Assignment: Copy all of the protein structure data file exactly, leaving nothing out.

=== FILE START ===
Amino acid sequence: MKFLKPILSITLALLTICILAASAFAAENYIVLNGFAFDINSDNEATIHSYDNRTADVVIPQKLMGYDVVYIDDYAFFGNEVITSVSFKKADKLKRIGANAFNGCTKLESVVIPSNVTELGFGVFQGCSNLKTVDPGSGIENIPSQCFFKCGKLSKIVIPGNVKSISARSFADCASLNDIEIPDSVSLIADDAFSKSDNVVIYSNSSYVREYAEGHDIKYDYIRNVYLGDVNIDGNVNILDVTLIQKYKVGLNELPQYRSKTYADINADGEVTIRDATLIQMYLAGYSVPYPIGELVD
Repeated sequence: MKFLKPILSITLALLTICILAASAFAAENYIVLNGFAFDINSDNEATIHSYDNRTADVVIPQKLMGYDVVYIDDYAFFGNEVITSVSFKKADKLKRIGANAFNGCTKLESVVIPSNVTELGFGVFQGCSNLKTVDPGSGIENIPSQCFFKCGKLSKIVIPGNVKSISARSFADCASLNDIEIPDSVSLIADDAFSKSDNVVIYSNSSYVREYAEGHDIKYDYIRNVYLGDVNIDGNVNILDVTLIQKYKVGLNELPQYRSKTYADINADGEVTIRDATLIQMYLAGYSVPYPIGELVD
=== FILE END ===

Amino acid sequence: MKFLKPILSITLALLTICILAASAFAAENYIVLNGFAFDINSDNEATIHSYDNRTADVVIPQKLMGYDVVYIDDYAFFGNEVITSVSFKKADKLKRIGANAFNGCTKLESVVIPSNVTELGFGVFQGCSNLKTVDPGSGIENIPSQCFFKCGKLSKIVIPGNVKSISARSFADCASLNDIEIPDSVSLIADDAFSKSDNVVIYSNSSYVREYAEGHDIKYDYIRNVYLGDVNIDGNVNILDVTLIQKYKVGLNELPQYRSKTYADINADGEVTIRDATLIQMYLAGYSVPYPIGELVD
Repeated sequence: MKFLKPILSITLALLTICILAASAFAAENYIVLNGFAFDINSDNEATIHSYDNRTADVVIPQKLMGYDVVYIDDYAFFGNEVITSVSFKKADKLKRIGANAFNGCTKLESVVIPSNVTELGFGVFQGCSNLKTVDPGSGIENIPSQCFFKCGKLSKIVIPGNVKSISARSFADCASLNDIEIPDSVSLIADDAFSKSDNVVIYSNSSYVREYAEGHDIKYDYIRNVYLGDVNIDGNVNILDVTLIQKYKVGLNELPQYRSKTYADINADGEVTIRDATLIQMYLAGYSVPYPIGELVD